Home > Vampire's Kiss (Legion Of Angels #1)

Vampire's Kiss (Legion Of Angels #1)
Author: Ella Summers


Prologue

No one knew why the monsters came, and no one saw them coming. Within days, they had all but overrun the Earth.

Some people said it was humanity’s punishment for its sins. Others said it was the demons who’d unleashed the beasts on us. But one thing we know for sure: powerful beings stepped in. They called themselves gods, and they stood against the monsters.

They built walls between Earth’s remaining cities and the plains of beasts. They gave us food and weapons—but most of all, they gave us magic.

From the survivors of humanity, they built their army, soldiers with the magic of vampires, witches, shifters, fairies, and all kinds of other supernatural beings. And the best of the best, the top of their Legion, they made into angels. With this new army, the gods won the war against the demons, pushing them back into hell.

The monster problem, however, was not so easily fixed. The beasts remained. Two hundred years later, the battle still rages on Earth, but piece by piece, we are going to take back our world.

 

 

1

 

 

Purgatory

 

 

You knew your life had hit a new low when your sixty-year-old inebriated next-door neighbor offered you a ‘quickie’ behind the bar of the Witch’s Watering Hole. I was still thinking up a diplomatic response when he plunked down a glass jar of cloudy alcohol to sweeten the deal.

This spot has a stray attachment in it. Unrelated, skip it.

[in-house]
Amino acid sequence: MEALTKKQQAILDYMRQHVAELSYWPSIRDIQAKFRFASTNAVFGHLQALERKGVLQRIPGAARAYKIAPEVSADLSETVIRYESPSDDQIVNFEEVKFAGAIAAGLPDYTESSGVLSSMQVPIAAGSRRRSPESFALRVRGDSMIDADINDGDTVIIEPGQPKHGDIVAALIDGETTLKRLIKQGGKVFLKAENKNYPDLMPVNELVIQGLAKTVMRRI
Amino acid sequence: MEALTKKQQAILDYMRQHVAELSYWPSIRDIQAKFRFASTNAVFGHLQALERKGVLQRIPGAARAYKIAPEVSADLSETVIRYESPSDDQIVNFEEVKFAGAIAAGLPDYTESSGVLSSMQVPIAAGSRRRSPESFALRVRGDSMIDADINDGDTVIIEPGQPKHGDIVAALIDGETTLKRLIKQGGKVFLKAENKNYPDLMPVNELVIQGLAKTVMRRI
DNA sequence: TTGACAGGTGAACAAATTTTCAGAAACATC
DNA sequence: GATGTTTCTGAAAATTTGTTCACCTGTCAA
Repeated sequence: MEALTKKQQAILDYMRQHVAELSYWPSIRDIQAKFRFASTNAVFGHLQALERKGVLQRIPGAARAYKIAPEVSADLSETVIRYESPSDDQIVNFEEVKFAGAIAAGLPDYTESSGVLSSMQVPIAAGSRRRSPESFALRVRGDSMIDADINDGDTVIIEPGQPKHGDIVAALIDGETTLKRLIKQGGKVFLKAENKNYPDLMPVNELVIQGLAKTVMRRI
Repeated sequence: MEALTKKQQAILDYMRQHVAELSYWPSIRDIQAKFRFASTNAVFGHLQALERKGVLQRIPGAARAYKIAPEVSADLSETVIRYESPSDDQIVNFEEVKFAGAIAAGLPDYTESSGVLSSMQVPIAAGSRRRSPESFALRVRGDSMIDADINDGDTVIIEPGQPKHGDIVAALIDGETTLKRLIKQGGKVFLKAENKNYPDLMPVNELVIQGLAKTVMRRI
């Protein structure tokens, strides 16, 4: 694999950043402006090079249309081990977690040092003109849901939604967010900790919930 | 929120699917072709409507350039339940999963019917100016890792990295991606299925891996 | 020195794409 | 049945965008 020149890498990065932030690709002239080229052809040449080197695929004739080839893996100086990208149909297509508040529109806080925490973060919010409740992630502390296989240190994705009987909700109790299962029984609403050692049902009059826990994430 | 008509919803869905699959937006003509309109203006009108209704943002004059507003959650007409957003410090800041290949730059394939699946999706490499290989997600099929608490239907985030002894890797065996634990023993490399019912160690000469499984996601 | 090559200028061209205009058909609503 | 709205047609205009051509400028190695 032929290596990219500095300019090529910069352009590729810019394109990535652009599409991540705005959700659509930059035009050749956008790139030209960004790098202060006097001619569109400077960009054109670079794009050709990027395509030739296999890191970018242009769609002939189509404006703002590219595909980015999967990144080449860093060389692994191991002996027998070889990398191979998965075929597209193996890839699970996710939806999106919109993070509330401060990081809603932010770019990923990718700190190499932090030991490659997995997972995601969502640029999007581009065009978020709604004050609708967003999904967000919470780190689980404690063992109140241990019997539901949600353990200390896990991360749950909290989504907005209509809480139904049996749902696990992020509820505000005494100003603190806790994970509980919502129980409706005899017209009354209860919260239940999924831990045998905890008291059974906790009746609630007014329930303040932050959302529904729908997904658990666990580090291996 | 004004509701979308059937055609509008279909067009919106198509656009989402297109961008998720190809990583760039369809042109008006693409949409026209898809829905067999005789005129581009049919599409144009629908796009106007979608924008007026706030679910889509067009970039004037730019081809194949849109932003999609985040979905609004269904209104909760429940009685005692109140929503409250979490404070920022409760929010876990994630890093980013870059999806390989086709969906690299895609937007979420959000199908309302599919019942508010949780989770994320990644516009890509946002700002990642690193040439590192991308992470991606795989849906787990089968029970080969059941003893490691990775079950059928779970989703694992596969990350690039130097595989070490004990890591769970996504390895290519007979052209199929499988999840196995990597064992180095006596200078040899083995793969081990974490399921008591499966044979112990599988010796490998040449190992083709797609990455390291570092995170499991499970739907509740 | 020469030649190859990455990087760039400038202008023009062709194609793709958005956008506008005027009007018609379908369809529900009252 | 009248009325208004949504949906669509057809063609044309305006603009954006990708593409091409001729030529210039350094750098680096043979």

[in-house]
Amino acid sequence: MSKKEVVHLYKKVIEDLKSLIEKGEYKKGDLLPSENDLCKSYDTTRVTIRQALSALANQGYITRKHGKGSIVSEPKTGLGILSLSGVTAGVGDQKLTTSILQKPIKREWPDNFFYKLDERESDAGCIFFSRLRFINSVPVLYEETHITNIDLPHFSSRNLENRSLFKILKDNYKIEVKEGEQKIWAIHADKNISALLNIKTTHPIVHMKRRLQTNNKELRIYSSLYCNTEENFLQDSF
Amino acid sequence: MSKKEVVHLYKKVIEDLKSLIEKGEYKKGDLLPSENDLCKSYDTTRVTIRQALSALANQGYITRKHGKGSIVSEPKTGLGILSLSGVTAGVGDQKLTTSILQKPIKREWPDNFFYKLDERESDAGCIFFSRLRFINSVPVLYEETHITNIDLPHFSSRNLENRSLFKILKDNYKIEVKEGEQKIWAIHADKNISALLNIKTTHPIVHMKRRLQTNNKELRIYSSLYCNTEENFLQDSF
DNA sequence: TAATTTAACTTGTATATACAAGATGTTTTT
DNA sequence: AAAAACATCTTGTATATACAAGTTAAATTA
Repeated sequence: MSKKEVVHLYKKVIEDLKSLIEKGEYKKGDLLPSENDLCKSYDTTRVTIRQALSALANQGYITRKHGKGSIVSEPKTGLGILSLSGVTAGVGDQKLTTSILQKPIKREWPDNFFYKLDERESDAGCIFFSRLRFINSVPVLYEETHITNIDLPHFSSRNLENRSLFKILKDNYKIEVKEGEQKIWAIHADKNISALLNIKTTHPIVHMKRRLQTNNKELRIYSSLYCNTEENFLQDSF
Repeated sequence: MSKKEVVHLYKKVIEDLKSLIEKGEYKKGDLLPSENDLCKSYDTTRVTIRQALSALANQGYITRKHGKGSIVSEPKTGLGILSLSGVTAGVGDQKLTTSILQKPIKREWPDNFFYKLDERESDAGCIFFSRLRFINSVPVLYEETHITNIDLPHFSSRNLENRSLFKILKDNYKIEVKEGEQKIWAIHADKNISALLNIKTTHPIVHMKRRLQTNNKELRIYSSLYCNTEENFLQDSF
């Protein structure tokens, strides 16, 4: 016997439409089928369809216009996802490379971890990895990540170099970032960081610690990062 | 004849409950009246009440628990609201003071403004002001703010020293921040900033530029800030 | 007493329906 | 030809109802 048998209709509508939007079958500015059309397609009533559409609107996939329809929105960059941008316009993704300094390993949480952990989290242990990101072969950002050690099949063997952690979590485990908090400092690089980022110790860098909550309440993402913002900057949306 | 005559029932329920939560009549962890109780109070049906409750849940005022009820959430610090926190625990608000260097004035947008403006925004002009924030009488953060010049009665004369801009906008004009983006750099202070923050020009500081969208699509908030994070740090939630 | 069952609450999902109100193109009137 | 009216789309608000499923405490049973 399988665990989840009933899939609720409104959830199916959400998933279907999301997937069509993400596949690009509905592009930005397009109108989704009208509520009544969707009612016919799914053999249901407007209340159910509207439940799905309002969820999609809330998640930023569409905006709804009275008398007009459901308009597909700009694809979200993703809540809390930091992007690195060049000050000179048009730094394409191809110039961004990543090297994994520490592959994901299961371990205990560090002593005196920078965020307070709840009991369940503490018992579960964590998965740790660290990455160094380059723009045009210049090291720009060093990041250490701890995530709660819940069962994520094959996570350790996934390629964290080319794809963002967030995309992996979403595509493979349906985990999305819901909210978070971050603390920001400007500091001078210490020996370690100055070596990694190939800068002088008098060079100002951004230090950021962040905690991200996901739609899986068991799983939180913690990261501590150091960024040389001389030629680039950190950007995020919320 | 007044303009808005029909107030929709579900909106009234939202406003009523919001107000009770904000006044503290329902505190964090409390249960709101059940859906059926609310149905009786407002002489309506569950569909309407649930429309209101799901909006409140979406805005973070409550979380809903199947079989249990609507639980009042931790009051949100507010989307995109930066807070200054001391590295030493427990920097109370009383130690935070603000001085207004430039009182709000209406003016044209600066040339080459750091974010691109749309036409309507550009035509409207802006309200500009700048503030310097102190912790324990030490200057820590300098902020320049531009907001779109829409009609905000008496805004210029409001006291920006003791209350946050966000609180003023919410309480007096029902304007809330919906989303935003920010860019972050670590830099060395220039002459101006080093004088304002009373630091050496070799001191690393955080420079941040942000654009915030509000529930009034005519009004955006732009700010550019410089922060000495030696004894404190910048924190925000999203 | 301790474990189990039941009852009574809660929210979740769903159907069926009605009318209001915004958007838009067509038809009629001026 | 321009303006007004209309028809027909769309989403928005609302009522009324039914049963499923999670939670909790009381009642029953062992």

“What do you say, Leda?” he slurred, smacking his lips. His breath smelled like acetone.

That you’re three times my age. I reminded myself that he was drunk—and that it wasn’t nice to throw your drink in your neighbor’s face.

He wasn’t the only one. The Witch’s Watering Hole was packed tonight, an inevitable consequence of payday and Friday night colliding. Everyone in the bar was drunk—everyone, that was, except for me. I had work to do and no time for moonshine.

“Dale,” I said, smiling. Yes, he was drunk, but that was no reason to forget my manners. “I’m flattered. Really I am, but I think Cindy would be very disappointed if I took you up on your offer.” I gave the busty redhead across the room a little wave.

Dale followed my gaze to Cindy. As soon as his eyes fell upon her, her full lips spread into a sultry smile and she shifted in her seat, crossing one very long leg over the other with leisurely ease. Her miniskirt slid a few inches up her thigh, which sealed the deal for Dale. He stumbled off his barstool and staggered toward her, puffing out his chest like a peacock.

I slid the jar of abandoned moonshine to a safe distance, then took a sip of my pineapple juice to cleanse my senses. Despite his questionable taste in alcohol—which, to be fair, half the town was also drinking—Dale wasn’t actually a bad guy. He was usually very quiet and friendly. He’d probably regret his lewd words in the morning. Assuming he even remembered them.

The shiny red jukebox in the corner blared to life, singing out a humorous song about a witch who’d fallen for a vampire. The jukebox was a recent import from New York City, and Brooke, the owner of the Witch’s Watering Hole, was quite proud of it. As well she should be. This bar was the only one in town that had a jukebox.